In a call with re­porters, he added that the de­ci­sion to close r/the_don­ald and other po­lit­i­cally themed sub­red­dits was “ab­so­lutely not” re­lated to the views aired on them. Nu­mer­ous con­ser­va­tive fo­rums re­main ac­tive, and some lib­eral ones also were closed on Mon­day for pol­icy vi­o­la­tions, he said.

“It’s one of the found­ing prin­ci­ples of Red­dit to foster [po­lit­i­cal] dis­cus­sion,” Huff­man said in the call with re­porters.

The com­pany’s gen­eral coun­sel, Ben­jamin Lee, said in the same call: “There’s a home on Red­dit for sup­port­ers of Don­ald Trump. . . . We’re not the ones who shut down the com­mu­nity. The mod­er­a­tors are the ones who shut down that com­mu­nity.”

Twitch cited two Trump broad­casts that ran afoul of its rules: Trump’s rally in Tulsa ear­lier this month and a re­cent video from a 2016 cam­paign rally in which Trump called some peo­ple en­ter­ing the coun­try from Mex­ico “rapists” and said they were “bring­ing crime.”

Trump of­fended Twitch’s rules, the site said, at his June rally by recit­ing a fic­tional in­ci­dent of a “very tough . . . hom­bre” break­ing into “the win­dow of a young woman whose hus­band is away.”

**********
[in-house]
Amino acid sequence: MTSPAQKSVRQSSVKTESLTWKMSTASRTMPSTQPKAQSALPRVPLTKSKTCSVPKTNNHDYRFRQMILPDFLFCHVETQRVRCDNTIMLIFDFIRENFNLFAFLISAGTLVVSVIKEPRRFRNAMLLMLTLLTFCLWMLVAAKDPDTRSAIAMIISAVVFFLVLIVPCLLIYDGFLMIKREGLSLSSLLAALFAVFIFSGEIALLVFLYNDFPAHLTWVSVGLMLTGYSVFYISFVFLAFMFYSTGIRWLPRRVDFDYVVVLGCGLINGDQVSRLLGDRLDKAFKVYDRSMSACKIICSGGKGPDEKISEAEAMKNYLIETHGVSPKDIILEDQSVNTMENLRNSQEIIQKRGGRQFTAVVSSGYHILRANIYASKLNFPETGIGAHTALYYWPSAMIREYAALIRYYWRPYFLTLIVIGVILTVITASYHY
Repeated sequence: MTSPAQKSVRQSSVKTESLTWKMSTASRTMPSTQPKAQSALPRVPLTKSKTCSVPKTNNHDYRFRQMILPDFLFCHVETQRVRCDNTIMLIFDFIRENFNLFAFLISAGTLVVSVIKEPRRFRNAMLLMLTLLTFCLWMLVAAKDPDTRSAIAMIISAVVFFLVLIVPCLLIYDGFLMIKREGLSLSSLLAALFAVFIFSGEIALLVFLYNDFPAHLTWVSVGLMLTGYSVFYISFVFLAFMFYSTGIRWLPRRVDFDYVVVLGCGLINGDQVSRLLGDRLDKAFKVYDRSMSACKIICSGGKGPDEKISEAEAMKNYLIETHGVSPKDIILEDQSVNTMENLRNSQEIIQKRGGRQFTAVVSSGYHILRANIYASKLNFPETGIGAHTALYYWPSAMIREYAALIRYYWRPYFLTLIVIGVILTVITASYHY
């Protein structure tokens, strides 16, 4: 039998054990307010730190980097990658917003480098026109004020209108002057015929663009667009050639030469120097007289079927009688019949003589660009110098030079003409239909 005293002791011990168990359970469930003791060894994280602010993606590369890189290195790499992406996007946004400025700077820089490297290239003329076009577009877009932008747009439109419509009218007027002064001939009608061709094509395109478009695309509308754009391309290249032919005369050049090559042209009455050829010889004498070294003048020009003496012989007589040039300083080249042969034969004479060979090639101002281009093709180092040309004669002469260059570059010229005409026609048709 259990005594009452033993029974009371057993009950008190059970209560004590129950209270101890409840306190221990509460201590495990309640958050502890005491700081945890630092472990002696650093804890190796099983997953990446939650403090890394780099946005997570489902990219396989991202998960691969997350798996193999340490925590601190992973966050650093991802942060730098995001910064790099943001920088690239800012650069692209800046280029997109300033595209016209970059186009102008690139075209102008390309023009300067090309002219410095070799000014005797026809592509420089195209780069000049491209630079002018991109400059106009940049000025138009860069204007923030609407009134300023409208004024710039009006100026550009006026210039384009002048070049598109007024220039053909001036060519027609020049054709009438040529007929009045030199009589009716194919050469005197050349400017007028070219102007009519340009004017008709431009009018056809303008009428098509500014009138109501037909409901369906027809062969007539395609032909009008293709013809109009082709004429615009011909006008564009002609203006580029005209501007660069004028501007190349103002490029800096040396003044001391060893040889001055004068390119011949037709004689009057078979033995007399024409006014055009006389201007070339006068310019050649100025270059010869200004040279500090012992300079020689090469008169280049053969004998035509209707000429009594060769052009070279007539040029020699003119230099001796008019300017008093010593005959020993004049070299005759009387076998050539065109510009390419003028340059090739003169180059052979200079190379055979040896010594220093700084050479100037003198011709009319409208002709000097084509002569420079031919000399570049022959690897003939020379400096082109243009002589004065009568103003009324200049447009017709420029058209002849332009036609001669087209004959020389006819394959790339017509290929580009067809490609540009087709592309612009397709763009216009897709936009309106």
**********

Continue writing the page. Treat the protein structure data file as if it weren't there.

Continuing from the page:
“Hate­ful con­duct is not al­lowed on Twitch. In line with our poli­cies, Pres­i­dent Trump’s chan­nel has been is­sued a tem­po­rary sus­pen­sion from Twitch for com­ments made on the stream, and the of­fend­ing con­tent has been re­moved,” Twitch spokesper­son Brielle Vil­l­ablanca said in a state­ment.

Trump has re­cently run up against the bounds of what so­cial me­dia com­pa­nies will al­low on their sites. So far, five of his tweets have re­ceived warn­ing la­bels from Twit­ter in re­cent weeks, and Face­book warned Fri­day that it will start re­mov­ing po­lit­i­cal posts that in­cite vi­o­lence.

Red­dit’s r/the_don­ald was born in June 2015 as Trump be­gan what was widely seen then as a long-shot bid for the pres­i­dency. Over the years, it was sub­jected to es­ca­lat­ing dis­ci­plinary ac­tions for vi­o­lat­ing Red­dit con­tent poli­cies. Last year, the plat­form im­posed a “quar­an­tine” that made the fo­rum harder for Red­dit users to ac­cess after what the com­pany said at the time was months of “rule-break­ing be­hav­ior.” Those vi­o­la­tions in­cluded the “en­cour­age­ment of vi­o­lence to­ward po­lice of­fi­cers and pub­lic of­fi­cials in Ore­gon” dur­ing a leg­isla­tive dis­pute over cli­mate leg­is­la­tion.